“The problem with finding big corners is just like finding 6-foot-11 guys who can play on the wing and shoot jump shots in basketball,” Butler said. “There’s not a whole lot of them out there.
“Quite frankly, a guy like Adrian Amos is who we’re all looking for. Down south, a program in the SEC, there’s maybe two or three more in each area than there are up in our region. Finding a 6-foot-1, 200-pound defensive back that can play corner and safety is what we’re all looking for, it’s just unfortunately, there’s not a ton of those guys out there.”
Those that are mostly reside in the south. Fifteen of the top 20 cornerback prospects in the Class of 2013, according to Rivals, are located south of or in North Carolina and the West. At safety, 14 of the top 20 prospects fall in the same regions. And, of the five defensive backs taken in the first round the 2012 NFL Draft, four played college football in the SEC. The fifth attended Notre Dame, a national brand.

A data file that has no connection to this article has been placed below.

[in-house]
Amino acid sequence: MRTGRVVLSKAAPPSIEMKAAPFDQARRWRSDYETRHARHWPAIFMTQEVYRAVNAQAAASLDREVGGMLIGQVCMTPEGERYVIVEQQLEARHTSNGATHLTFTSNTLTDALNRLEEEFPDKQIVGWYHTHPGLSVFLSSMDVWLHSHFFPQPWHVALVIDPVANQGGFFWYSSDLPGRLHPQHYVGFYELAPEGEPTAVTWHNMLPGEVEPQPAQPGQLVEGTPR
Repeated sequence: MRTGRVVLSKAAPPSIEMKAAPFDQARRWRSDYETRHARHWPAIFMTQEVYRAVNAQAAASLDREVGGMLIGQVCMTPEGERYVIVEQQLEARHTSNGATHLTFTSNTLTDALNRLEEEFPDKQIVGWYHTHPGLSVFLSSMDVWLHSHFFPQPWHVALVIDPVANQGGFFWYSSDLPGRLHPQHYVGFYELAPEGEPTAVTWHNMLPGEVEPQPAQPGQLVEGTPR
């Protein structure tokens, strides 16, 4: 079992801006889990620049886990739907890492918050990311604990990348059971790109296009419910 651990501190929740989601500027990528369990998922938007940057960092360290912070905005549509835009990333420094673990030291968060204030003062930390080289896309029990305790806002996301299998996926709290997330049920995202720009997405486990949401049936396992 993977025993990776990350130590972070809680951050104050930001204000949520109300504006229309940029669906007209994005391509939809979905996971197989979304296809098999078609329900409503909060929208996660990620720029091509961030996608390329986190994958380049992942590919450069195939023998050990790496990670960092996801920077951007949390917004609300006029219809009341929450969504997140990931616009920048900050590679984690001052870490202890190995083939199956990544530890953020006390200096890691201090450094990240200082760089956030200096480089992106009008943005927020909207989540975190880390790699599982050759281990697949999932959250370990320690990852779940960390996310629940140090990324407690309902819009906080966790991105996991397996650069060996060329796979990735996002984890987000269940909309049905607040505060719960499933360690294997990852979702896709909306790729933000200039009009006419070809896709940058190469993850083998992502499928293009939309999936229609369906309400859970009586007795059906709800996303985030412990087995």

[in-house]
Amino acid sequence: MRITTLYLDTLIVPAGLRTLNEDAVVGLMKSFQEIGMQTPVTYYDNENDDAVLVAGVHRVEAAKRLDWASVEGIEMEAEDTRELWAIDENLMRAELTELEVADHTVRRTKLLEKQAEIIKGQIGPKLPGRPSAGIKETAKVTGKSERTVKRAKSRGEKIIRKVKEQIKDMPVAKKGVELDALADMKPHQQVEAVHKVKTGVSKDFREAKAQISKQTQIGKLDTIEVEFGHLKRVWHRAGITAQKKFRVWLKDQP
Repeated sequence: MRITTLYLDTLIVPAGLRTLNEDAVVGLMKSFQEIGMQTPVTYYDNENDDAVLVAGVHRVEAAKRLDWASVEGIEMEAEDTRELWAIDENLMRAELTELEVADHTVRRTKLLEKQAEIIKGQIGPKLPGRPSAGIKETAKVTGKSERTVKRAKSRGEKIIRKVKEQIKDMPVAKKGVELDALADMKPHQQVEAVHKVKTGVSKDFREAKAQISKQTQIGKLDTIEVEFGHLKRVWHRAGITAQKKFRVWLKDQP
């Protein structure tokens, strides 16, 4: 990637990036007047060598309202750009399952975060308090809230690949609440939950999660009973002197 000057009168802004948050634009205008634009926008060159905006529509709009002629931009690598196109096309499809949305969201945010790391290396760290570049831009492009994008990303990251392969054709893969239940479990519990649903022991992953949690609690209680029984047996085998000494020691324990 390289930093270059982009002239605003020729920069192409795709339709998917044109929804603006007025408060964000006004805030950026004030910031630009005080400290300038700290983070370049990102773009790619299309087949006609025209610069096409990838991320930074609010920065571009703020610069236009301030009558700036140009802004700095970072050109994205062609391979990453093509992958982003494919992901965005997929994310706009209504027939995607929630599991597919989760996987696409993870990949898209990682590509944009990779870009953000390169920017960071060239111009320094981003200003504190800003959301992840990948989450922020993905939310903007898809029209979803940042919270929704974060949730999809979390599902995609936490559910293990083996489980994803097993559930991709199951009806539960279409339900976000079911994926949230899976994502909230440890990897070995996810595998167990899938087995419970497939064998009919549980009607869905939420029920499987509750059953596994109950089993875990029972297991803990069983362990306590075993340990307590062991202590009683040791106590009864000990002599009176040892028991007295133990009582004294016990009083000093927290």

Part of Butler’s plan moving forward in the face of the storm is to identify prospects that can play both cornerback and safety and have an affinity for contributing on special teams. Low numbers also contribute to whether or not redshirting is likely. In theory, Butler says, a fifth-year senior is more likely to produce at a higher level than a true freshman.
“Da’Quan Davis is the perfect example of a kid that if we were in a perfect scenario, which we’re very, very, very, very, very far from, he would probably be an ideal kid to redshirt," Butler said. "We’d like to put some more weight on him and just kind of season him a little bit.”
That’s the reality this unit and, by extension, this team faces moving forward. Nobody, especially Butler, will tell you otherwise even with the program on as high a note as it’s been in quite some time.